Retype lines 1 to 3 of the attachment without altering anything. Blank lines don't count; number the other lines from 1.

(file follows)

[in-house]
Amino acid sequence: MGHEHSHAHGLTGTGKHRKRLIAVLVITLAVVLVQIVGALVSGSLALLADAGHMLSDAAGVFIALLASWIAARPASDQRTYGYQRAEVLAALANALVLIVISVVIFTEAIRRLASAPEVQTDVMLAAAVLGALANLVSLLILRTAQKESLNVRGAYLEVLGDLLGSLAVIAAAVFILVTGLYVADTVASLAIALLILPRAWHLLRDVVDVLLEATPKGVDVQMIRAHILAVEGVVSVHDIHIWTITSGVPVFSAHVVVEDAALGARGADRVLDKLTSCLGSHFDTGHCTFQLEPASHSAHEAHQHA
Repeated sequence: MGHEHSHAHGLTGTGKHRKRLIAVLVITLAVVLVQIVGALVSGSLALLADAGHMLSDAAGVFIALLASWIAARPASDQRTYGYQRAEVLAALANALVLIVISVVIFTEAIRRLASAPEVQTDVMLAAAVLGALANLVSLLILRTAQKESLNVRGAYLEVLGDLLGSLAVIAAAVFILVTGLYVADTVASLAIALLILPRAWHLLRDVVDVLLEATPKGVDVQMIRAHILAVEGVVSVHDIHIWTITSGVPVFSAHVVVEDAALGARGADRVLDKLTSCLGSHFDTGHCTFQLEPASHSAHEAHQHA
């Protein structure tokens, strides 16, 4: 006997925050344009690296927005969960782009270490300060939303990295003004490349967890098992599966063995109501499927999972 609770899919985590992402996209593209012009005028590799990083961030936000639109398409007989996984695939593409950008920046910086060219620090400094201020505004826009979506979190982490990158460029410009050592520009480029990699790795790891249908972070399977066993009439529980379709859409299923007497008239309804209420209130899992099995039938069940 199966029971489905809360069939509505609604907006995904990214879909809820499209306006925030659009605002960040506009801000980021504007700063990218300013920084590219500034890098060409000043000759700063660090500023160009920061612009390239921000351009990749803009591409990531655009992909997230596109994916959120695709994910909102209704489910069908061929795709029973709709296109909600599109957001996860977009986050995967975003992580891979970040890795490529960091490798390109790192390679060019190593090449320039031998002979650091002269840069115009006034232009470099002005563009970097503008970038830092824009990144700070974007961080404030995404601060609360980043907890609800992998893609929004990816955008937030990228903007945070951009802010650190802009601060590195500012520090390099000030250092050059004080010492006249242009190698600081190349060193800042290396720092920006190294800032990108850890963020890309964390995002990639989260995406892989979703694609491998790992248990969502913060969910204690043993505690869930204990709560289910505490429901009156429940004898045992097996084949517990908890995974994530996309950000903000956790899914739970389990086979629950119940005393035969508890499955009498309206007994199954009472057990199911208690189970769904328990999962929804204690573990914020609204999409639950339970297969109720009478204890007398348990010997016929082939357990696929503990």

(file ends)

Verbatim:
[in-house]
Amino acid sequence: MGHEHSHAHGLTGTGKHRKRLIAVLVITLAVVLVQIVGALVSGSLALLADAGHMLSDAAGVFIALLASWIAARPASDQRTYGYQRAEVLAALANALVLIVISVVIFTEAIRRLASAPEVQTDVMLAAAVLGALANLVSLLILRTAQKESLNVRGAYLEVLGDLLGSLAVIAAAVFILVTGLYVADTVASLAIALLILPRAWHLLRDVVDVLLEATPKGVDVQMIRAHILAVEGVVSVHDIHIWTITSGVPVFSAHVVVEDAALGARGADRVLDKLTSCLGSHFDTGHCTFQLEPASHSAHEAHQHA
Repeated sequence: MGHEHSHAHGLTGTGKHRKRLIAVLVITLAVVLVQIVGALVSGSLALLADAGHMLSDAAGVFIALLASWIAARPASDQRTYGYQRAEVLAALANALVLIVISVVIFTEAIRRLASAPEVQTDVMLAAAVLGALANLVSLLILRTAQKESLNVRGAYLEVLGDLLGSLAVIAAAVFILVTGLYVADTVASLAIALLILPRAWHLLRDVVDVLLEATPKGVDVQMIRAHILAVEGVVSVHDIHIWTITSGVPVFSAHVVVEDAALGARGADRVLDKLTSCLGSHFDTGHCTFQLEPASHSAHEAHQHA